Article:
This is an argument from ignorance. First of all, the term was first used in the East as early as A.D. 180 to describe God by early church apologist, Theophilus, bishop of Antioch.[13] Further, it is completely misleading to say that the doctrine of the Trinity did not emerge until the 4th century.[14] This is a meaningless objection—for it confuses *doctrinal terms* with biblical revelation (as discussed above). The question of what is and what is not biblical is not determined by doctrinal terms, but rather the exegesis of the text. For a term to be “biblical,” it must be substantiated by the clear biblical data—i.e., what is stated in the pages of Scripture. Thus, we are not, as Paul instructs, to “go beyond what is written” (1 Cor. 4:6 NIV).

Scripture presents God as triune. As Christians, we must present a positive affirmation of the gospel (i.e., the true God) and a biblical defense to those who oppose it.[15] For this glorifies God. The JWs spend literally thousands of hours teaching (in literature and personal interaction) against the Trinity. In 2006, they conducted over six million Bible studies every week worldwide! Thus, we must take the time to accurately present the doctrine of the Trinity (the one true God) in our gospel presentation. Pastors especially should be mindful that by never mentioning the Trinity, it is nearly as bad as rejecting the doctrine itself.

NOTES

[1] Ontological (by nature) monotheism (one God) is the doctrine that there exists only one God by nature (cf. Deut. 4:35; Jer. 10:10-11). Mormons, although, claim that the Father, Son, and Holy Ghost are “one God,” but only in the sense of “unity,” not one in essence. But, as they assert, these three are three “separate” Gods, with the Father as the head God in whom they worshiped alone—thus, the Mormon view of the Godhead. But whether one or more Gods are worshiped is irreverent, the question is: how many true Gods exist? The fact that the Mormons believe that many “true” Gods exist, therefore, categorizes the Mormon people as overt polytheists (the belief in many true Gods) and hence, non-Christian. Not only in the OT, but in the NT as well, strict monotheism was strongly asserted (e.g., Mark 28:29; John 17:3; 1 Tim. 2:5).

[2] Simply, the Judaizers taught that one had to practice the OT law, rituals, ordinances, etc. (esp. circumcision), to obtain salvation. And this, was the primary reason as to why Paul wrote to the Galatians.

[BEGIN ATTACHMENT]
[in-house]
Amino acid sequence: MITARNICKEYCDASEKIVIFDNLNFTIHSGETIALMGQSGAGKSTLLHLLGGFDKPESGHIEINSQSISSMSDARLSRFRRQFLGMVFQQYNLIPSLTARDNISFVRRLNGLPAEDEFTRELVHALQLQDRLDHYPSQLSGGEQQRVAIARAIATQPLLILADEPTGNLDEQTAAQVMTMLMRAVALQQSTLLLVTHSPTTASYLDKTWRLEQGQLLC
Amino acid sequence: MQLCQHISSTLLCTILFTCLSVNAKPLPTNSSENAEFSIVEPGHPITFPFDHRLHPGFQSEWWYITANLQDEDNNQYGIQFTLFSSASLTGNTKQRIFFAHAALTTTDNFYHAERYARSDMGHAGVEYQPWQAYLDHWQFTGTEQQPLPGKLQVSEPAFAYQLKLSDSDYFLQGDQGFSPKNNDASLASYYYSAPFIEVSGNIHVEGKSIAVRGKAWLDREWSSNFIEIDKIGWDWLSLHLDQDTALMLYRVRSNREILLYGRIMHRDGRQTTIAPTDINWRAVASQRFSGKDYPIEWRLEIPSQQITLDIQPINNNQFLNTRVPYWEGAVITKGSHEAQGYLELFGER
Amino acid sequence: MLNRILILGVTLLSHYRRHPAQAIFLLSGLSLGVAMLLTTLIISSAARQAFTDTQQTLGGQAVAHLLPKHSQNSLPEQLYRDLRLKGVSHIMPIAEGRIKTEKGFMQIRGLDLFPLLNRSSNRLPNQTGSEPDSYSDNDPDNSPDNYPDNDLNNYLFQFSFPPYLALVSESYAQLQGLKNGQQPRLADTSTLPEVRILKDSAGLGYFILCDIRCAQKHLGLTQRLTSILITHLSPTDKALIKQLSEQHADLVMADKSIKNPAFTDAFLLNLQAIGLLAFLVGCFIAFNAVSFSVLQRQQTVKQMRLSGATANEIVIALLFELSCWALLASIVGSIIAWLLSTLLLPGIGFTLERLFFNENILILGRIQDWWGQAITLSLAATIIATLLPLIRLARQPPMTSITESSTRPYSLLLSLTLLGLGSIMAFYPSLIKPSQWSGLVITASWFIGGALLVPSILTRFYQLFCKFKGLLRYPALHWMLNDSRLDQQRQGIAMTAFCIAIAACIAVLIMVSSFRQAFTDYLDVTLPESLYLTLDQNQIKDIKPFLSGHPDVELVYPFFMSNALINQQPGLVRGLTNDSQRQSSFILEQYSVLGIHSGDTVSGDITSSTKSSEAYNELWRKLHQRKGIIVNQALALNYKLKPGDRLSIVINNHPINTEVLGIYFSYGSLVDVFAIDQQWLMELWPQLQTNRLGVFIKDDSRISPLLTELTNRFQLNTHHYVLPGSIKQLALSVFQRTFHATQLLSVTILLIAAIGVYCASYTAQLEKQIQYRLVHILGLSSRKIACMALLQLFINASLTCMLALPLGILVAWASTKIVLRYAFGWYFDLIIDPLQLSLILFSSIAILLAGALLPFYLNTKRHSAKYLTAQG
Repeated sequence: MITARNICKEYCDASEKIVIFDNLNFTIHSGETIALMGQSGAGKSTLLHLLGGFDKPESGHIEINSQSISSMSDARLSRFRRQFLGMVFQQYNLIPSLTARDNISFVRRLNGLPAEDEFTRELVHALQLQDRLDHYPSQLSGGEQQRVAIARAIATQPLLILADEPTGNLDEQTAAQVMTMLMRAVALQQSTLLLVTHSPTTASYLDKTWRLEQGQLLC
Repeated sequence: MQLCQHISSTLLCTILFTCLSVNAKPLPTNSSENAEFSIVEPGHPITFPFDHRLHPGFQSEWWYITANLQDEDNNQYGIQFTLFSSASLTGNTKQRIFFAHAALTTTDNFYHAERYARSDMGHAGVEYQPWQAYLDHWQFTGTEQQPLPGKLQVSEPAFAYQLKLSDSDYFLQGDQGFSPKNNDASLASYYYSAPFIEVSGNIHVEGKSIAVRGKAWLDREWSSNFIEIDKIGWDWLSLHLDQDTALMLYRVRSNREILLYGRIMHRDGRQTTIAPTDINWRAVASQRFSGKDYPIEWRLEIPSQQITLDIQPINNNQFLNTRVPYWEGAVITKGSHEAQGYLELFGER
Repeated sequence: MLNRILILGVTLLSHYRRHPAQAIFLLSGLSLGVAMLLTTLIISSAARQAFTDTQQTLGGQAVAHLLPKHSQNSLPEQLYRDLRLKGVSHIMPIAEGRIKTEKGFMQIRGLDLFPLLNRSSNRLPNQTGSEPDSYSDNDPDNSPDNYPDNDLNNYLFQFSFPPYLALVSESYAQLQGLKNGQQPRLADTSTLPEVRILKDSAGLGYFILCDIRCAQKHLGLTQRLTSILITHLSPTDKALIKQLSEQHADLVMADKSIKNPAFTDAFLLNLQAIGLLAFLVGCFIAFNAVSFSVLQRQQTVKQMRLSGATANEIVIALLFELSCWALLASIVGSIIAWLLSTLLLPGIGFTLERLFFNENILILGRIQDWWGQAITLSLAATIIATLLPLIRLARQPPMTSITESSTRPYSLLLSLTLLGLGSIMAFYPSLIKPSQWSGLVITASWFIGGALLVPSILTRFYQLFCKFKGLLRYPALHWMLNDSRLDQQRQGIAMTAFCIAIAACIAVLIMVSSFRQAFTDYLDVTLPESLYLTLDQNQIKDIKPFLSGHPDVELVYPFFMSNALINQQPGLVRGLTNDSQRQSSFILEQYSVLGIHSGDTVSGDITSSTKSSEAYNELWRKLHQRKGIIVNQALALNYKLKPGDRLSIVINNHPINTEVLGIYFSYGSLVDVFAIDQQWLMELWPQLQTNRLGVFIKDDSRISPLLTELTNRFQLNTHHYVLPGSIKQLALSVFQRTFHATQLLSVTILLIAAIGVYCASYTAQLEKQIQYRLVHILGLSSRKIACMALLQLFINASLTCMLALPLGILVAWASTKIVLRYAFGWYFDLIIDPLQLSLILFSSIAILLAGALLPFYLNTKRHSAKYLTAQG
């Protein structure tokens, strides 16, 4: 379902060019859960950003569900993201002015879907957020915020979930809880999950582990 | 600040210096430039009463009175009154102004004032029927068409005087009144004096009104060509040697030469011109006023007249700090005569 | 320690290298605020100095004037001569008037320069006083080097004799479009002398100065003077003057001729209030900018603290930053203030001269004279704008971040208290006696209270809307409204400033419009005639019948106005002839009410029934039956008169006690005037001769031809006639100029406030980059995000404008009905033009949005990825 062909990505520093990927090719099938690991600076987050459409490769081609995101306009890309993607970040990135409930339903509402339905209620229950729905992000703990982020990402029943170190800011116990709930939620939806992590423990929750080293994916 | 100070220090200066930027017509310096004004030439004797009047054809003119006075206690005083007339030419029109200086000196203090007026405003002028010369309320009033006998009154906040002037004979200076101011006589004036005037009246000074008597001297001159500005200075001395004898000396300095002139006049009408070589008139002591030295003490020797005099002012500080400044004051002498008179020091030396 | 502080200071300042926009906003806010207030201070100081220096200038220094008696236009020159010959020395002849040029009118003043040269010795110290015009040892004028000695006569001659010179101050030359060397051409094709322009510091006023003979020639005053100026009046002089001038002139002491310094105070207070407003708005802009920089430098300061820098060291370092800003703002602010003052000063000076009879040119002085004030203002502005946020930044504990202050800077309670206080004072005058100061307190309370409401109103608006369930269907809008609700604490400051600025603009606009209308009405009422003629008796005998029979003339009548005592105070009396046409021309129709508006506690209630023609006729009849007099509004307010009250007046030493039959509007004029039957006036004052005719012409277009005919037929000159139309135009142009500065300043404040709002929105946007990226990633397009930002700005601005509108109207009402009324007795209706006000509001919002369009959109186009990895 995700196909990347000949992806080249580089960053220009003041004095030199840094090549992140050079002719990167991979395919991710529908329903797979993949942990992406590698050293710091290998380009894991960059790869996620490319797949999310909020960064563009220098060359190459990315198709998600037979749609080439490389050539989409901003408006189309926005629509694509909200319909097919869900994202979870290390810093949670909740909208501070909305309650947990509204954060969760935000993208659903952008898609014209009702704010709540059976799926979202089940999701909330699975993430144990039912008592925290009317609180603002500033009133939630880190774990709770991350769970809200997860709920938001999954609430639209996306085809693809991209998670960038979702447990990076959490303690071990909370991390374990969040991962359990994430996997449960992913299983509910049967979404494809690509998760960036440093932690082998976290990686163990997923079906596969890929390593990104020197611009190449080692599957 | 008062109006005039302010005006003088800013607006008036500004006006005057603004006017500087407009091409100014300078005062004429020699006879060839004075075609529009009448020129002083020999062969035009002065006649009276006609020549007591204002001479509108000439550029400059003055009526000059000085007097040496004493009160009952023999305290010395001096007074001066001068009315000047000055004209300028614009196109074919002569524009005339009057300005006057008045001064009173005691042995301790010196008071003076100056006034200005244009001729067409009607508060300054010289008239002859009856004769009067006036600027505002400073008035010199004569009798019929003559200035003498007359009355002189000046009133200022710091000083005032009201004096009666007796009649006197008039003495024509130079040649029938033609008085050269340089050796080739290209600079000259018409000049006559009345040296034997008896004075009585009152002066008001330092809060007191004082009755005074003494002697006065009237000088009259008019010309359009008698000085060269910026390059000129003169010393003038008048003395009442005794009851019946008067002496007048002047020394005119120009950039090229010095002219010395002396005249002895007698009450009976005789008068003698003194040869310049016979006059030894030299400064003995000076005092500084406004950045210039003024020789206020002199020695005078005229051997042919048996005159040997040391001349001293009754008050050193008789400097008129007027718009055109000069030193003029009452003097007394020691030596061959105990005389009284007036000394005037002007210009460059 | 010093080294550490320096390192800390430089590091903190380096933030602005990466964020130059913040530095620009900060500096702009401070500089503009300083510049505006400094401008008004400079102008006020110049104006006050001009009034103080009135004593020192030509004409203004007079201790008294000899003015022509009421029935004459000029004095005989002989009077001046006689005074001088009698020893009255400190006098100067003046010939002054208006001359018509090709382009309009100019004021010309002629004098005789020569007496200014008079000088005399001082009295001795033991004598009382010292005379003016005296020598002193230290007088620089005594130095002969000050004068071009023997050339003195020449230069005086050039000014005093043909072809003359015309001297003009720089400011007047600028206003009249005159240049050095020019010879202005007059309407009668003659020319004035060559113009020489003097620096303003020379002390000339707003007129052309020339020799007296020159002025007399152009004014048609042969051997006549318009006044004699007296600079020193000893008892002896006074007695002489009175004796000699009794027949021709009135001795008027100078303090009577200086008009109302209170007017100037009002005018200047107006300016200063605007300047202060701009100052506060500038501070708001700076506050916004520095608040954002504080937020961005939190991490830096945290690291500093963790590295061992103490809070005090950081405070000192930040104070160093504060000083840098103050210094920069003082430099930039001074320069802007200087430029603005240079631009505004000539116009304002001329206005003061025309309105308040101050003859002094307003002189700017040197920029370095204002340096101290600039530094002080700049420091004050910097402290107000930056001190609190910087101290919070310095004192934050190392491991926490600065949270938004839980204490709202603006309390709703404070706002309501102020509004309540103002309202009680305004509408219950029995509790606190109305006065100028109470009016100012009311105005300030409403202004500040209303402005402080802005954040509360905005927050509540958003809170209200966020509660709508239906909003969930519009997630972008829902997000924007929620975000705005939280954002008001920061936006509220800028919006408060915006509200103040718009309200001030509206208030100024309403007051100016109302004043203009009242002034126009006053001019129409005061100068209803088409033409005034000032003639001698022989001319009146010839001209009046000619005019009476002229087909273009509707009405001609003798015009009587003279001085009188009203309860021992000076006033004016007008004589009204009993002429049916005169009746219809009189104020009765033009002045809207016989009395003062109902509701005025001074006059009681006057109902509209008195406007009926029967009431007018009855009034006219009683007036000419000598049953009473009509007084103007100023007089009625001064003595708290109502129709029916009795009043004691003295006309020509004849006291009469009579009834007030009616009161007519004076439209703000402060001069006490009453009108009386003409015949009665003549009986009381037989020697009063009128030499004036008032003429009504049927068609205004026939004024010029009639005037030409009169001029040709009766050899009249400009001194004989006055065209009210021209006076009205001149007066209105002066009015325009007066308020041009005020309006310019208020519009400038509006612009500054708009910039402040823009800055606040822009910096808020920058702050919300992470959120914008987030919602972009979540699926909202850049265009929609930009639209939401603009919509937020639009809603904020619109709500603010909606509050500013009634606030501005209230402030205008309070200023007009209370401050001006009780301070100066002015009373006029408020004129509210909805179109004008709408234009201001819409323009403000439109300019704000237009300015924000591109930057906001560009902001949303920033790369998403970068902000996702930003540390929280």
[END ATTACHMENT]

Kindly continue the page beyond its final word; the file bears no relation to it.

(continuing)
[3] The Gnostics (from gnōsis, meaning “knowledge”) held to a dualistic system: spirit was good and all “matter” (esp. flesh) was inherently evil; some even taught that “matter” did not exist; it was illusory—as with the theology of Christian Science today. Both the Apostle John and Paul specifically refuted this teaching (esp. in Col. and 1 & 2 John).

[4] As seen above.

[5] E.g., Isa. 9:6; John 1:3; Col. 1:16-17)

[6] E.g., John 1:1, 18; Titus 2:13; Heb. 1:3, 8-10

[7] Of course, the OT and NT teaching of “one God” (i.e., monotheism) does indicate or equate “one person” as *unitarian* groups such as Jews, Muslims, JWs, Oneness Pentecostals, etc. presuppose. Monotheism simply means “one God” (viz. “one Being”). To argue that “one God” equals “one person” is to argue in a circle. It assumes what is meant to be proven.

[8] These examples, however, are not necessarily in order of usage. Further, this is not an exhaustive list, only a sample of some of the main objections that are utilized most commonly by anti-Trinitarians.  

[9] That is, the Watchtower Bible and Tract Society, which is the organization of the JWs.

[10] The WT publication, Aid To Bible Understanding, states:

The first recorded use of this form [Jehovah] dates from the thirteenth century C.E. Raymundus Martini, a Spanish [Roman Catholic] monk of the Dominican Order, used it in his book Pugeo Fidei of the year 1270 C.E. (Aid To Bible Understanding, 1971, pp. 884-5).

For more information on the term “Jehovah” see www.christiandefense.org/Article on Jehovah.htm

[11] In logic, this kind of argumentation is called “special pleading” for it “pleads” to or argues only one side of the evidence while ignoring the other side.